“Every time I hear about Twitter I want to yell Stop. The notion of sending and getting brief updates to and from dozens or thousands of people every few minutes is an image from information hell. It scares me, not because I’m morally superior to it, but because I don’t think I could handle it.”
Many agree with New York Times’ author and correspondent George Packer and join his cold panic of information hell associated with Twitter as he describes in his blog post. Last but not least, the fugaciousness of Twitter is something wonderful as much as it is frightening: nothing seems of value, nothing of lastingness.
“Education needs time – and that is lacking in the Net”, says philosopher Markus Gabriel in an interview on FAZ.net – and on Twitter one might want to add, immediate transientness is even baked into the system – Twitter’s own search does only reach two days back into the past. All the beautiful thoughts sink so quickly into the depth of the timeline that we would like to stay, but a storm is blowing from Paradise that drives us irresistibly into the future.
If I look at Twitter as a news channel, I can sympathise with Parker’s panic very well. Every bit of news that has reached me for the second time (by Re-Tweet) seems outdated, somehow no longer relevant. And how desolate it feels when even the absolute media-mainstream gets replicated endlessly by Re-Tweet like here today: “Man Resigns On Twitter per Haiku”.
However, just this piece of news leads us to something in Twitter that is truly beautiful and valuable: lyrics and aphorism, beauty in linguistic cautiousness. The remarkable with Sun’s CEO’s resigning is not that he proclaimed it via Twitter. Twitter has become the most efficient channel for declarations of that kind –that’s all over town, been told by the host of social media experts for years. Remarkable is that Jonathan Schwartz chooses the meter of the Haiku. Brief, real poems or exclamations, resonating in their syllables, are the beauty of Twitter for me. An update like “Mars can be seen all night” might have a factual background in astronomy. But regarded as solitary verse, the six monosyllabic words become a myth in which we get sight of the God of War, victorious over the realm of Neith.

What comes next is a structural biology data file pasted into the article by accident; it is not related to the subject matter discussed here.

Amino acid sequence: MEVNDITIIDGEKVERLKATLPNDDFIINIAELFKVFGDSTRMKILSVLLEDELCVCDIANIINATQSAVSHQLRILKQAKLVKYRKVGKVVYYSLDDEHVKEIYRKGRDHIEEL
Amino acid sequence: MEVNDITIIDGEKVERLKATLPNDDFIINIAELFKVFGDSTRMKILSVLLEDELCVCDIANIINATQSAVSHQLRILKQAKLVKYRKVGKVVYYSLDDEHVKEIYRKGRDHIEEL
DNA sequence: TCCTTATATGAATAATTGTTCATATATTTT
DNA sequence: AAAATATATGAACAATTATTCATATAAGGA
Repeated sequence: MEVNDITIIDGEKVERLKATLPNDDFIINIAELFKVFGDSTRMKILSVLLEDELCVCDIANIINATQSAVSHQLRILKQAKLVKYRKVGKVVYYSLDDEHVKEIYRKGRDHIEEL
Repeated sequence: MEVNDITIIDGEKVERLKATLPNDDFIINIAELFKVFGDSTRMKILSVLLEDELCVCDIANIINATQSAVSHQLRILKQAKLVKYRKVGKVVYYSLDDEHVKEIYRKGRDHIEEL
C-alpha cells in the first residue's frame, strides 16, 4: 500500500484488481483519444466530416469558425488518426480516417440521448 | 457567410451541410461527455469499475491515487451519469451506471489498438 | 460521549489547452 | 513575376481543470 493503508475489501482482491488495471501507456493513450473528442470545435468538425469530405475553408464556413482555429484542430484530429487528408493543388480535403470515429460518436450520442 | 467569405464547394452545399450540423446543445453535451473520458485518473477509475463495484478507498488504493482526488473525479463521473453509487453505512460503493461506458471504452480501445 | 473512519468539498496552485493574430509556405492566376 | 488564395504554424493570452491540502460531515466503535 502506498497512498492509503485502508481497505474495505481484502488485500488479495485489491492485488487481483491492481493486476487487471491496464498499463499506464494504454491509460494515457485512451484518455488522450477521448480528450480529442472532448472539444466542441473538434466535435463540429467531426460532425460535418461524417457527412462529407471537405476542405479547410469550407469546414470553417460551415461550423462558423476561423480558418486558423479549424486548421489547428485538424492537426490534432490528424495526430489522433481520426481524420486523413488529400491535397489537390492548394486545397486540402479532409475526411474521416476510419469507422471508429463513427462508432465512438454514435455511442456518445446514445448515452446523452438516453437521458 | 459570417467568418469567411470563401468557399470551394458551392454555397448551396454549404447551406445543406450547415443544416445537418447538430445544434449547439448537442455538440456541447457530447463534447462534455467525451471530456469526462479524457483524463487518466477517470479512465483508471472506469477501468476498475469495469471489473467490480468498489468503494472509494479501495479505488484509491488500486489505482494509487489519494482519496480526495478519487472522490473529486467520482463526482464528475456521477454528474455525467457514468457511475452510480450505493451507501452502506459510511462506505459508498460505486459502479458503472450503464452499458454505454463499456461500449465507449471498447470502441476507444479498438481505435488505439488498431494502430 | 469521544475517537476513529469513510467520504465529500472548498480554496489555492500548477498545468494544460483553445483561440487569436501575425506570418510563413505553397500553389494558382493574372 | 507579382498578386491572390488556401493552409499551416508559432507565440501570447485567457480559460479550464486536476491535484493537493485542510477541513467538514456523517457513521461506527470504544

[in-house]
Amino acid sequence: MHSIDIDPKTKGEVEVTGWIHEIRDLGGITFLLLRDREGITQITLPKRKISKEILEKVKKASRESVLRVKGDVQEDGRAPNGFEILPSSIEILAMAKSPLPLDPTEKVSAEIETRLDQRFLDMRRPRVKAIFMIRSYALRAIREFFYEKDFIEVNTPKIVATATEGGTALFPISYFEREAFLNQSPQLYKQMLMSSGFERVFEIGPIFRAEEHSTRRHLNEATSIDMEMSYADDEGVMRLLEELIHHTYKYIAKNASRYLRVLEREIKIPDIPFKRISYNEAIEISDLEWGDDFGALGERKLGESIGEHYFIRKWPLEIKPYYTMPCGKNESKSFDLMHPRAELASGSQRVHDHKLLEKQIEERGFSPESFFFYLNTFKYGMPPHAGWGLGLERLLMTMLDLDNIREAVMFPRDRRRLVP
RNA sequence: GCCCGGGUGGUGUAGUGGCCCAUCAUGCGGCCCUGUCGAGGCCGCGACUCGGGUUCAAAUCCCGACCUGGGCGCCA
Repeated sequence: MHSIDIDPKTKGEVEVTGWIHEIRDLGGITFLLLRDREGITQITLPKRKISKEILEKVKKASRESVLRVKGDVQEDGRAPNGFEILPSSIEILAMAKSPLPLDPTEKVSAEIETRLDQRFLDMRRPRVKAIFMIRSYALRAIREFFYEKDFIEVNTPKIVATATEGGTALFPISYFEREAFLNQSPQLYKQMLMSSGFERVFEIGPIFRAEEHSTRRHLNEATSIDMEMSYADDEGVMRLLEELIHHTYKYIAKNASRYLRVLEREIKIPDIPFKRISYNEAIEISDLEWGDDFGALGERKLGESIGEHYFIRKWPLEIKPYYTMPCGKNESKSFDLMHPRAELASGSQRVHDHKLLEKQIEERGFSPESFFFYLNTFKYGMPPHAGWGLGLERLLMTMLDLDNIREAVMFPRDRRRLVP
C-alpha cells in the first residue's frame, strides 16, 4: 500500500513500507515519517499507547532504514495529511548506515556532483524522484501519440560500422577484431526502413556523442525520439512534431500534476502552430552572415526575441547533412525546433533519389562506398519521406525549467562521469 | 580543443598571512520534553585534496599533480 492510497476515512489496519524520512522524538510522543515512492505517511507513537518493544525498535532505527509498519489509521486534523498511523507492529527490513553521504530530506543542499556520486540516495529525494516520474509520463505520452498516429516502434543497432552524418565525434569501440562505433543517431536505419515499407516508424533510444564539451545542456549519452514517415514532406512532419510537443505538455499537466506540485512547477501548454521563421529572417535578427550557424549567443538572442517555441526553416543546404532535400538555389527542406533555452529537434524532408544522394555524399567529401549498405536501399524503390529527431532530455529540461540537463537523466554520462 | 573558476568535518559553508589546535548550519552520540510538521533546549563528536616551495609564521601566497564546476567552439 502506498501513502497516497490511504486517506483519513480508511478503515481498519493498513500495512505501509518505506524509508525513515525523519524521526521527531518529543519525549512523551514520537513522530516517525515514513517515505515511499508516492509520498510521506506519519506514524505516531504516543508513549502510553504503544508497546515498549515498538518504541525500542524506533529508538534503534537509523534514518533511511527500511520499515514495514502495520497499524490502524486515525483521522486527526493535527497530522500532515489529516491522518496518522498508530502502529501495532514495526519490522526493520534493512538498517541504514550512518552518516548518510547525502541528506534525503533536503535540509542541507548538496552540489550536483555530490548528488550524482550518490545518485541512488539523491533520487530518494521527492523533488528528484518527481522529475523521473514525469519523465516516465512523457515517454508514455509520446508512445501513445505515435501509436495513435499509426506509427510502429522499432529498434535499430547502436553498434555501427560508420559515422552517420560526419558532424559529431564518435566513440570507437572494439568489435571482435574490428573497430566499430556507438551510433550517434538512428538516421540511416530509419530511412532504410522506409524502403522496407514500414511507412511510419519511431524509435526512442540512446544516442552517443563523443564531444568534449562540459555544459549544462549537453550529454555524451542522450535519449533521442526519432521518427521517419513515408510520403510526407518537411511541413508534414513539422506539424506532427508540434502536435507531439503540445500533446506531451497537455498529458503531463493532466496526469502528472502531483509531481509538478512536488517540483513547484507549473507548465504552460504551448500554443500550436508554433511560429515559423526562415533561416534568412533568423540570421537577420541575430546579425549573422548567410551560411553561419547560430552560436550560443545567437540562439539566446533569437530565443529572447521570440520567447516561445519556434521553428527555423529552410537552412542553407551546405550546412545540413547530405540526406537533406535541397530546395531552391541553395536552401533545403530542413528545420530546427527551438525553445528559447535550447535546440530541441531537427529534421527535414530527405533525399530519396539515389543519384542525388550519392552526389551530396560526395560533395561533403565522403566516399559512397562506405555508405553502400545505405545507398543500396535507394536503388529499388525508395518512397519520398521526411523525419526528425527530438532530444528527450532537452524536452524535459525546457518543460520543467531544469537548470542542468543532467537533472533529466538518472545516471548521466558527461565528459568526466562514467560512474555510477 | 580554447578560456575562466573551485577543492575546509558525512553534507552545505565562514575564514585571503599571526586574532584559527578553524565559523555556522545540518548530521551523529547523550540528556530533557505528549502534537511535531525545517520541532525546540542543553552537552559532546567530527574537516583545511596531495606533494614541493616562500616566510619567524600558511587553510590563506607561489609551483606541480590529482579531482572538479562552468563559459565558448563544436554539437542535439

If you do not look at Twitter just as a short messaging service, but take the metaphor “twitter” serious, the never ending deluge of text loses its terror –it is no longer information but becomes music, indeed, a stream in which you may drift away.
Sound of vernal showers
On the twinkling grass,
All that ever was
Joyous and clear and fresh—thy music doth surpass.
Teach us, sprite or bird,
What sweet thoughts are thine:
I have never heard
Praise of love or wine
That panted forth a flood of rapture so divine.
(Shelley, To a Skylark)